Weekly Unemployment Claims: Down 15K, Affected by Hurricanes

Here is the opening statement from the Department of Labor:

In the week ending October 7, the advance figure for seasonally adjusted initial claims was 243,000, a decrease of 15,000 from the previous week's revised level. The previous week's level was revised down by 2,000 from 260,000 to 258,000. The 4-week moving average was 257,500, a decrease of 9,500 from the previous week's revised average. The previous week's average was revised down by 1,250 from 268,250 to 267,000.

Hurricanes Harvey, Irma, and Maria impacted this week's claims. [See full report]

Today's seasonally adjusted 243K new claims, down 15K from last week's revised 258K, was better than the Investing.com forecast of 251K.

Here is a close look at the data over the past few years (with a callout for the past year), which gives a clearer sense of the overall trend in relation to the last recession.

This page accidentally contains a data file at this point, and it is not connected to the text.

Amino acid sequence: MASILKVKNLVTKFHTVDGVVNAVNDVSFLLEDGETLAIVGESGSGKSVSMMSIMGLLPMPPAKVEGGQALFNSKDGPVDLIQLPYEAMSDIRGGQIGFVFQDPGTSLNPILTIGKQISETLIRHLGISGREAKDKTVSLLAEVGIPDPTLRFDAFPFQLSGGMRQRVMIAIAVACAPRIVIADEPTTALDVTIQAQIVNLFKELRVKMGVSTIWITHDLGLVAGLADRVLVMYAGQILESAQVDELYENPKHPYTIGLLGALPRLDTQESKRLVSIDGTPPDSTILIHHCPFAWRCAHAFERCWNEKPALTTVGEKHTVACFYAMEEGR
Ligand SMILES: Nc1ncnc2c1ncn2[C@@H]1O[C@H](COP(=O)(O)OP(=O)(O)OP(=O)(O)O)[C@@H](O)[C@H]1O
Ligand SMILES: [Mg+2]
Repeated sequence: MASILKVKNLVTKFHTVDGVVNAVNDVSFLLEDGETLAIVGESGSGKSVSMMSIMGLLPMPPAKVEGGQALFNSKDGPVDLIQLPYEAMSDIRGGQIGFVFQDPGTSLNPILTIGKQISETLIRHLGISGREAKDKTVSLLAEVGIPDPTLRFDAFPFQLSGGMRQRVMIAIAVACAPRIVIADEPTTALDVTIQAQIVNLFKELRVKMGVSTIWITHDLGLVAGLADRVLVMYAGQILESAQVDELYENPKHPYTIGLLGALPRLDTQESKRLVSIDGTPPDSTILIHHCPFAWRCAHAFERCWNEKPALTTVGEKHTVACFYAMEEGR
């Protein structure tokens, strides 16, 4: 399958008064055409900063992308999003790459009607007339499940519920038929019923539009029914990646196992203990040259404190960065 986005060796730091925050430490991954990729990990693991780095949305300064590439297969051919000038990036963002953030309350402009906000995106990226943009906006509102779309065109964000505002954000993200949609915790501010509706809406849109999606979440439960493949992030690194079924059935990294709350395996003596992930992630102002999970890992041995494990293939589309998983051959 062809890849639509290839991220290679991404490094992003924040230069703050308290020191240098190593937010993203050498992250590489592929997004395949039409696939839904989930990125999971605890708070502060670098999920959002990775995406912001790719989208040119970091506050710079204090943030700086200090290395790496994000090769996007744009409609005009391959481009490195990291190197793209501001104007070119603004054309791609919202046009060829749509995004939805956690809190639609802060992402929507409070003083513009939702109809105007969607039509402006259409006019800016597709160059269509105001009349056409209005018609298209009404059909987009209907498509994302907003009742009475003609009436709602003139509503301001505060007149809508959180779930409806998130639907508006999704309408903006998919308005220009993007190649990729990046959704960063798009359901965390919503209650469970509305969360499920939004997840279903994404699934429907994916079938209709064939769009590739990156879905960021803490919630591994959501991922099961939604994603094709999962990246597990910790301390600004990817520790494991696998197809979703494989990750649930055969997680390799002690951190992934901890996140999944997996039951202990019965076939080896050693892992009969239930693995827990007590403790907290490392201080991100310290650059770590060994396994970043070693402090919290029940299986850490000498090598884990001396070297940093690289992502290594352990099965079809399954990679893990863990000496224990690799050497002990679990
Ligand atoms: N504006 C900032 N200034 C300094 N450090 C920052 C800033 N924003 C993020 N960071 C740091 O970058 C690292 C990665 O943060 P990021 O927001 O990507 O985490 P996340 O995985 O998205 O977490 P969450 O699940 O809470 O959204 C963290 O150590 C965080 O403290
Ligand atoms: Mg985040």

Unemployment Claims since 2007

As we can see, there's a good bit of volatility in this indicator, which is why the 4-week moving average (the highlighted number) is a more useful number than the weekly data. Here is the complete data series.

Unemployment Claims

The headline Unemployment Insurance data is seasonally adjusted. What does the non-seasonally adjusted data look like? See the chart below, which clearly shows the extreme volatility of the non-adjusted data (the red dots). The 4-week MA gives an indication of the recurring pattern of seasonal change (note, for example, those regular January spikes).

Nonseasonally Adjusted Claims